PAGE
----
The India-Asia collision is one of the most well-studied orogenic events on Earth; it recorded the terminal stages of the eastern Tethys ocean basins and offers invaluable insight into the geological processes associated with continental collision. A variety of different models to explain the India-Asia collisions are still debated; distinctions between these models include the size and structure of Greater India, the timing of collision, and the occurrence of an earlier collision between India and an intra-oceanic arc. We consider the validity of these models with respect to plate kinematics and the deep mantle structure of subducted slabs beneath the Indian hemisphere.Development of the user-friendly GPlates software for plate reconstruction modelling allows geological and geophysical datasets to be readily integrated within a plate kinematic framework. Likewise, comparison of global seismic tomography models of the mantle may be readily conducted using the recently developed SubMachine web-based tool. We combine these tools with a synthesis of geological and geophysical datasets from the Himalayan orogen and Tibetan plateau to investigate the validity of models for the India-Asia collision. Particular focus is given to the distribution of subducted slabs in the mantle inferred from seismic tomography that may be used to estimate the location of paleo-subduction trenches and the size and location of India at the onset of collision. Our assessment of existing models for the India-Asia collision reveals inconsistencies between the observed and model-predicted distribution of seismically fast anomalies in the upper and lower mantle. Many of these models require slab sinking rates to vary significantly over lateral distances of <2000 km, equating to significant lateral heterogeneity in mantle viscosity. Based on these inconsistencies, we propose a forth model for the India-Asia collision in which interpretation of seismically fast mantle anomalies takes precedence over bedrock constraints. We discuss the validity of the constraints and assumptions used to build our model compared with other models, and their implications for our understanding of the bedrock record of continental collision, the geodynamics of sinking slabs, and the geological interpretation of seismically fast anomalies in the mantle.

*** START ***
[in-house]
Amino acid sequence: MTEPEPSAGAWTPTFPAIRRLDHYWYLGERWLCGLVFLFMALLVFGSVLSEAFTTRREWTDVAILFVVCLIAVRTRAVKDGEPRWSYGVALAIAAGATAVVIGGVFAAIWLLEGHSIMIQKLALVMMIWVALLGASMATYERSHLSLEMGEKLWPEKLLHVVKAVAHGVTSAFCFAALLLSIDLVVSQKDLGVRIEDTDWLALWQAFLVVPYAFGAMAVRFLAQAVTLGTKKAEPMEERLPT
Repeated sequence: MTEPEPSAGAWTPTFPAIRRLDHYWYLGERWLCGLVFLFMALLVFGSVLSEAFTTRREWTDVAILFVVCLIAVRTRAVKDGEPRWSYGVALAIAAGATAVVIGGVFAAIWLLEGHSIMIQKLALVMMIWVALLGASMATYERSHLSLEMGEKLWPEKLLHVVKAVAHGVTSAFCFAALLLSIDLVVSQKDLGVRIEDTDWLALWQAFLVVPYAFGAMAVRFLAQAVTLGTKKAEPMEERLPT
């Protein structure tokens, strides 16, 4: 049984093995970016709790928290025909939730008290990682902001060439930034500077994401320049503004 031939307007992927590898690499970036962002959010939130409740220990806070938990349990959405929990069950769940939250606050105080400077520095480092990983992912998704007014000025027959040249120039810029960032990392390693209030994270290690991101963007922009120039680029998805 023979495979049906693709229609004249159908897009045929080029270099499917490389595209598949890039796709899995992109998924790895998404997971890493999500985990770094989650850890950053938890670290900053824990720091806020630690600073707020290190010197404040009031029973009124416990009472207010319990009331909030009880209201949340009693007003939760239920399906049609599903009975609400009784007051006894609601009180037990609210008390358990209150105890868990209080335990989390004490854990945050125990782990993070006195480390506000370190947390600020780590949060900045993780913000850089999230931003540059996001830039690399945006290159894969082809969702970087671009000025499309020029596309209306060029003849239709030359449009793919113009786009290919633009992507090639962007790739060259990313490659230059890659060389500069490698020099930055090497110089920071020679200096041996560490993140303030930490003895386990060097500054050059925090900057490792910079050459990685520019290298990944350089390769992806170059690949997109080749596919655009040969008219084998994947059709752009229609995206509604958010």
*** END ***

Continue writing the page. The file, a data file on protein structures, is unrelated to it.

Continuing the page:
AGU Fall Meeting Abstracts
- Pub Date:
- December 2019
- 8110 Continental tectonics: general;
- 8124 Earth's interior: composition and state;
- 8177 Tectonics and climatic interactions;